Thursday, July 30, 2015

Boys' Headboards

After our weekend of making the boys' bed frames we next tackled their headboards.

These are the 2 pins I found that most resembled the kind of headboards I wanted for their room.

DIY twin beds using 2x4's.  Like the headboard.

How to Build a Rustic, Wooden Headboard with an attached light fixture. Headboard Tutorial by Chic on a Shoestring Decorating.

I don't have detailed instructions for what we did, because we made them to match the bed frames we had already made, but hopefully you can get the idea.

We attached the 1 x 6s to the 2 x 4s using clamps and screws.
Hubby measured 1 1/2 inches from each side and about 2 inches from the edge of the board.

We decided to space the boards apart slightly and just put in a jointer biscuit between each to give it just a small gap.

Pre-drill your holes and countersink slightly so that when you attach the screws they will be flush or deeper than the board.

Sand off your markings and smooth it up a bit.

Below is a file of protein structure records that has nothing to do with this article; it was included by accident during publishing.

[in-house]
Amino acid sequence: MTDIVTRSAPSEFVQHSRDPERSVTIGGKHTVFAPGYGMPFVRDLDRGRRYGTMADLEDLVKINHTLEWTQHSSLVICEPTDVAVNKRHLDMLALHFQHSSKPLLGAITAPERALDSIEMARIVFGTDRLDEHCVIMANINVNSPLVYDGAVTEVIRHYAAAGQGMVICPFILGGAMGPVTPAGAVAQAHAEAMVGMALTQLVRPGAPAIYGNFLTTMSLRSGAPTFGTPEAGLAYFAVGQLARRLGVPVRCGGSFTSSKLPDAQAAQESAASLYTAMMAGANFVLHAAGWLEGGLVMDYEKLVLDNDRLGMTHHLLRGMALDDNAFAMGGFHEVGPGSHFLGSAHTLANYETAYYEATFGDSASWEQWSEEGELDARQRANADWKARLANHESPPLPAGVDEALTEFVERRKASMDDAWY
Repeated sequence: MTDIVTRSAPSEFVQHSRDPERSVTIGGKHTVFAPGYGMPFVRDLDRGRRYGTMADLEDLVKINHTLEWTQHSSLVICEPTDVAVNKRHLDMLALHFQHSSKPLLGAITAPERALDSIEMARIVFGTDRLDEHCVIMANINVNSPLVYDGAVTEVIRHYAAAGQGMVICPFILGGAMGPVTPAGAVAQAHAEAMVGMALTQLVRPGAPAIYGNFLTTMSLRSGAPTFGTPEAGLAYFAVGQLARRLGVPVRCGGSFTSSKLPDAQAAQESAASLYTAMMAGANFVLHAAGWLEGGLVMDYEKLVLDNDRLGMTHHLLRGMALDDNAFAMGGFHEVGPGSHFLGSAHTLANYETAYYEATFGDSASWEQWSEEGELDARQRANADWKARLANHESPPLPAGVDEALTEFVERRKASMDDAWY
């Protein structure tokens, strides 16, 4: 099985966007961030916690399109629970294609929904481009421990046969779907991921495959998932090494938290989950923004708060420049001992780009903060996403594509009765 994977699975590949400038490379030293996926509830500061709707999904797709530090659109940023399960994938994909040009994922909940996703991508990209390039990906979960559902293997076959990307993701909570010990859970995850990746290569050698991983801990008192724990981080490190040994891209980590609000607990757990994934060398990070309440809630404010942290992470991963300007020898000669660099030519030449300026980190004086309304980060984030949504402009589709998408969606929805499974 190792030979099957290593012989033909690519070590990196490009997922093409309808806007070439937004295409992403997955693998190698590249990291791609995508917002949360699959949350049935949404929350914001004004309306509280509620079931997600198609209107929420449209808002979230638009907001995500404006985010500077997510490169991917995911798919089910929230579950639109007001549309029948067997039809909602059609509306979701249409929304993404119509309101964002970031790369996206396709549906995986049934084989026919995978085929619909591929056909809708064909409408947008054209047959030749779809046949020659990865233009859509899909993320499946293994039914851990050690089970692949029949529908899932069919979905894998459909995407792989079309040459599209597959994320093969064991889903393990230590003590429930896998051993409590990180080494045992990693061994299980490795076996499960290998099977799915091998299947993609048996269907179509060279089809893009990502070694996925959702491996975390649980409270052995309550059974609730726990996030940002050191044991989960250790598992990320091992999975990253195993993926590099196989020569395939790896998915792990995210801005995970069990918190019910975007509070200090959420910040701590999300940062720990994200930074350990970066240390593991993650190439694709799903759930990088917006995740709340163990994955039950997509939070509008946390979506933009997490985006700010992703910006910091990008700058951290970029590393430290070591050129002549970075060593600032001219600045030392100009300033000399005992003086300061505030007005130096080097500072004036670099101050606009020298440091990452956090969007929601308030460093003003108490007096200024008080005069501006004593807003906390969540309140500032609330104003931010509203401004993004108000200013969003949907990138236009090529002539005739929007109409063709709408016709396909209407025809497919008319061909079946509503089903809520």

Then you're ready for stain.
I wanted it to look weathered and imperfect.  (The boys didn't care)
I tried to pick out the boards with some interesting knots and cuts in order to add to the look.

Pine is interesting to stain.  If you want an even stain you will need to apply some conditioning agent beforehand.  I wasn't interested in perfect so I just stained right onto the raw wood.

I am happy with how this turned out.

  • Headboard based on this Pinterest headboard.
  • Bought 6 - 8 foot long pine 1 x 6s and cut them to length (about 42 inches) of the width of the boys' beds.
  • Attached with pine 2 x 4s cut to length (ours were about 53" tall--measuring from the floor to just shy of the top board of the headboard.)
  • Cost around $25 for materials for the two headboards (not including stain)
  • Minwax Wood Stain in Classic Gray. We bought the larger size can since we were working on 2 headboards.  I think we could've gotten away with the small can if we had just been making one twin headboard.
  • After stain we used Rustoleum UltraCover 2X Clear Spray matte to protect it a bit.

Tuesday, July 28, 2015

Quilt in progress

I don't need any other projects right now, but I started another one anyway.
My youngest daughter started a scrappy quilt project and since I had a TON of blues we are now both using those scraps right now.